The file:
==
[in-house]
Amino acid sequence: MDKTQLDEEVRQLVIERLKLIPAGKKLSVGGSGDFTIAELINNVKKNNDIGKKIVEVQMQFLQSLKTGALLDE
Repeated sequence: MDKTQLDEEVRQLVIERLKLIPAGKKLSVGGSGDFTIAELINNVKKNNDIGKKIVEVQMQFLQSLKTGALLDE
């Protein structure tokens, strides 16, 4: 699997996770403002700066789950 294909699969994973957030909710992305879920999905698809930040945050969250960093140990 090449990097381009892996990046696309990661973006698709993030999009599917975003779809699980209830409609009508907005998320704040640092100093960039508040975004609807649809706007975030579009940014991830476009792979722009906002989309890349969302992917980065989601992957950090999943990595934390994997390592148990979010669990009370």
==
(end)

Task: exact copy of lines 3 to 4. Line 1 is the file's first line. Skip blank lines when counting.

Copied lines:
Repeated sequence: MDKTQLDEEVRQLVIERLKLIPAGKKLSVGGSGDFTIAELINNVKKNNDIGKKIVEVQMQFLQSLKTGALLDE
């Protein structure tokens, strides 16, 4: 699997996770403002700066789950 294909699969994973957030909710992305879920999905698809930040945050969250960093140990 090449990097381009892996990046696309990661973006698709993030999009599917975003779809699980209830409609009508907005998320704040640092100093960039508040975004609807649809706007975030579009940014991830476009792979722009906002989309890349969302992917980065989601992957950090999943990595934390994997390592148990979010669990009370």